Django under the hood: django migrations - Andrew GodwinΒΆ

Tags: django, djangocon

(One of the summaries of a talk at the 2014 django under the hood conference).

Andrew Godwin wrote south, the number one migrations framework for django. It is superseded by django’s new built-in migrations, also written mostly by Andrew, hurray!

The original idea was to have a schema backend and hooks in the django ORM. The actual migration code would live outside of django in south2. In the end, everything is now in django. The original distinction between “schema backend stuff” and “the actual migrations” is still there in the code, however.

The schema backend is relatively simple and straightforward; the migration part is hard and hairy. The migration part contains: operations, loader/graph, executor, autodetector, optimiser, state. He’ll talk about some of them here.

What about the old syncdb? It is a one-shot thing: you add tables and then you add the foreign keys. When migrating, you have dependencies. You cannot add foreign keys to tables you haven’t added yet. There is automatic dependency-detecting code, now, but that was added quite at the last moment in the 1.7 beta 2...

Basic dependencies means the obvious stuff. Some examples:

  • Like creating a model before adding a foreign key to it. Most databases get fussy if you try to add the foreign key too early.
  • Create the model before creating the fields. Sounds simple, but you need to have these basics in place first in the dependency graph before you can get on to the hard cases.

Now on to the more creative dependencies.

  • For many-to-many fields you need both target models first before you add the actual M2M model that points at the targets.
  • Multi table inheritance? Create the MTI parent before the child.
  • “Unique together” constraints need to be done after adding the fields. Same for “index together”.
  • “Order with respect to” is a rarely used feature that adds an extra field with an ordering based on a foreign key field. He started dispairing when he discovered this feature.
  • Proxy models. Weird things need to happen when you actually turn proxies into real models and want to do that in a migration. It is a one-line change for a developer, but it makes for nightmares in the migration code. “You have to create the model with the same name before you can delete the model with the same name”. Yes, that’s not a typo.
  • Swappable models! Please take them away! Swappable models? For instance the User model that you can replace with a different custom model. Suddenly a migration that you already applied might need to point at a different model. Rolling back the migrations is no option, as that leads to data loss. It works fine if you do it at the start of the project.

He used a different mindset when developing django’s migrations as opposed to how he developed South. South depended on people reading the documentation. Which they often don’t do. So they could shoot themselves in the foot quite well. Instead, django’s migrations are much more bulletproof, so there is much less need for reading the documentation in detail.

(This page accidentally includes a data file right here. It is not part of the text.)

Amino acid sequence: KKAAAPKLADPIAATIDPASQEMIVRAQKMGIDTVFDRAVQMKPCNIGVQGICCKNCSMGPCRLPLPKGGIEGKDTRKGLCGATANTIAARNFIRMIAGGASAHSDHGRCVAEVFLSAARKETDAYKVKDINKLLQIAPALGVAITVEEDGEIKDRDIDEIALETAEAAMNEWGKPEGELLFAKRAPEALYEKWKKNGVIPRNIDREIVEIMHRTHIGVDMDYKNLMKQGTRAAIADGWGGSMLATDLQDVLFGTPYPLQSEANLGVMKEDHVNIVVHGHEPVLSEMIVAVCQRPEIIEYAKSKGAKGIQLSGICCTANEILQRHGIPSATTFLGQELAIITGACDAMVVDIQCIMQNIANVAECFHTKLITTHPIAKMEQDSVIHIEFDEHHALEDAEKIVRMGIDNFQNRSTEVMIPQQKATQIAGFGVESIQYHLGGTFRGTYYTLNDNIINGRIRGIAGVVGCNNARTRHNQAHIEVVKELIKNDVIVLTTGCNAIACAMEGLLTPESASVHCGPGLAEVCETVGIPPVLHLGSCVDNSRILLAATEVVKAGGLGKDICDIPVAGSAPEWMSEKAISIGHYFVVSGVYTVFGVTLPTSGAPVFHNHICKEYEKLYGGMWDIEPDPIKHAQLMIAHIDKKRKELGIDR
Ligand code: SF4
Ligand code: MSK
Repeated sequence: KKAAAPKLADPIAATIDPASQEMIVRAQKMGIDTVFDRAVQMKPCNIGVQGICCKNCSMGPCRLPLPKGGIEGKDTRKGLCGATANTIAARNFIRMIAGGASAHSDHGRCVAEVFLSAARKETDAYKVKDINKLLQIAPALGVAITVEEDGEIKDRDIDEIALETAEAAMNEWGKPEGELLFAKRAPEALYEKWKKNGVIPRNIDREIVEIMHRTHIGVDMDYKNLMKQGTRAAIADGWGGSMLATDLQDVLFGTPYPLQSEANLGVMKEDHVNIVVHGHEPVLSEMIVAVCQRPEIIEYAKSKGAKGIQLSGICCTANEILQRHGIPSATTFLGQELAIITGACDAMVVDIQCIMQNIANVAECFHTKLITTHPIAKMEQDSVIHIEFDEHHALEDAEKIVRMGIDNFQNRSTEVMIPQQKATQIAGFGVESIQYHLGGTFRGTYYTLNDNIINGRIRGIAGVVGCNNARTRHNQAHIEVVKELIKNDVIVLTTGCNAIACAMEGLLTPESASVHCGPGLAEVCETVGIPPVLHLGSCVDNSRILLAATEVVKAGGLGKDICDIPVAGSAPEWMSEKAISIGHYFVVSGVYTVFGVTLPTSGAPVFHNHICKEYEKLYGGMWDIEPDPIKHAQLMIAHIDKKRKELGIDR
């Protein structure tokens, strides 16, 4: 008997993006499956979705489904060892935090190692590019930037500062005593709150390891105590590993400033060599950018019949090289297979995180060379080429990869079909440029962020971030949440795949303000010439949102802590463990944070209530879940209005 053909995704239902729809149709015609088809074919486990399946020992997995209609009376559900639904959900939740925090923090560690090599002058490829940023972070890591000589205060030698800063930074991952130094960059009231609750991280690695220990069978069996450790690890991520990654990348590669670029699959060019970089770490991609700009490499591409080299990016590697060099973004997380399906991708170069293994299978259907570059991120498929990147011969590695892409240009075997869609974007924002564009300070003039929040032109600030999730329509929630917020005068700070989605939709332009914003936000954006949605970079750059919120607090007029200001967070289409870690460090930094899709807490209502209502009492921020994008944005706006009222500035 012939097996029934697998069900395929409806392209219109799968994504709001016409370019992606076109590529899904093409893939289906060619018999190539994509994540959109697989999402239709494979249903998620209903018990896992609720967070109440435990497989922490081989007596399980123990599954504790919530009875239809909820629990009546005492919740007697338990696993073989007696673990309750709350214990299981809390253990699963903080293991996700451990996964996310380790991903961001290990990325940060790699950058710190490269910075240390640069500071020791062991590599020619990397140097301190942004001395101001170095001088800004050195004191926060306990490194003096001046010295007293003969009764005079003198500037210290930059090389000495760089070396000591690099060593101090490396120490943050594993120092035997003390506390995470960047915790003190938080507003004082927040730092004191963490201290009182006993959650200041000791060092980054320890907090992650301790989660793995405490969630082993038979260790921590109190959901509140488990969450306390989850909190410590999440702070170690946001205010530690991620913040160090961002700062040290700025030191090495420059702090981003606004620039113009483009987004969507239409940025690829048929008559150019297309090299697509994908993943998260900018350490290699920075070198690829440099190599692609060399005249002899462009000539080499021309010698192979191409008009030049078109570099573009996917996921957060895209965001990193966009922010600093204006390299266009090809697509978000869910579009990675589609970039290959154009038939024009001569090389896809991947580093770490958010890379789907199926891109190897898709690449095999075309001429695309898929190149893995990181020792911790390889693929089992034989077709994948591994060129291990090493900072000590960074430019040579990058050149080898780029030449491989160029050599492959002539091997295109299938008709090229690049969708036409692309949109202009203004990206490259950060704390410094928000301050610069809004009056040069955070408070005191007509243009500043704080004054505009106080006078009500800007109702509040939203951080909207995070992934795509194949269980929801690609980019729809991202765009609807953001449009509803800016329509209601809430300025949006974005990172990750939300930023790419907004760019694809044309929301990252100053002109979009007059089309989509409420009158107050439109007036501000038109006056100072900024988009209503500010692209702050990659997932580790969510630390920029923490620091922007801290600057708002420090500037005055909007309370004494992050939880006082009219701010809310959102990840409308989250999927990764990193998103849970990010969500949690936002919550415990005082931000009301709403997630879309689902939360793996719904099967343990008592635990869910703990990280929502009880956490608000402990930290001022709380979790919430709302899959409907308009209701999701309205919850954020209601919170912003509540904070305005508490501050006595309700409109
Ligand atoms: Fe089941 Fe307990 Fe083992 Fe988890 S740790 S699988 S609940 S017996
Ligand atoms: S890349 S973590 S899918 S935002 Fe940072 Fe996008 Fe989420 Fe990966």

There’s a main loop in the migrations code that tries to find dependencies, shifts operations to satisfy the dependency, checks if everything is fine, and loops again and again until it is right.

The way it works is by chopping all operations into tiny dependencies. Every individual field that has to be created is turned into a tiny dependency step. After the list of steps is sorted (via the dependency-resolving loop) into the correct list of steps, an optimiser goes through the list and optimises it. If a model gets created and deleted, nothing needs to be done, for instance.

This kind of reducing could be dangerous. So there’s another loop that checks which reductions/simplifications are possible. Whether there are conflicts. It is better to have no optimisation than to have a wrong optimisation.

Reduction is applied after various stages: after the automatically detected dependency code. After applying the manual dependencies. And after squashing.

Squashing: it makes your history a bit shorter. It squashes migrations into a new starting point. This is especially handy when you’re a third party app developer.

The final part of the puzzle is the graph. It builds a directed graph of all basic migrations in memory. It needs to read all the models on disk for that. It also looks in the database. There’s a table in there that marks which migrations (or rather: nodes in the migration graph) have been applied.

A squashed migration lists the graph nodes that it replaces. A squash can only be applied if all the replaced nodes have the same state. They either all are unapplied: then the squash is applied. If they’ve all been applied, the squash can be considered as applied.

There’s room for improvement!

  • The autodetector is slow.
  • The optimizer is not great.
  • Graph state building is inefficient. Very inefficient. It might take 30 seconds. Building the state itself isn’t that slow, but it simply happens thousands of times.

It is mostly a case of un-optimized code. Big, pretty dumb, loops. So: everyone’s invited to help out, for instance at the sprint.

If you want to look at the code, here are some pointers:

  • django/db/migrations/, start at _detect_changes()
  • django/db/migrations/, start at reduce()
  • django/db/migrations/
  • django/db/migrations/

His slides are at

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My name is Reinout van Rees and I work a lot with Python (programming language) and Django (website framework). I live in The Netherlands and I'm happily married to Annie van Rees-Kooiman.

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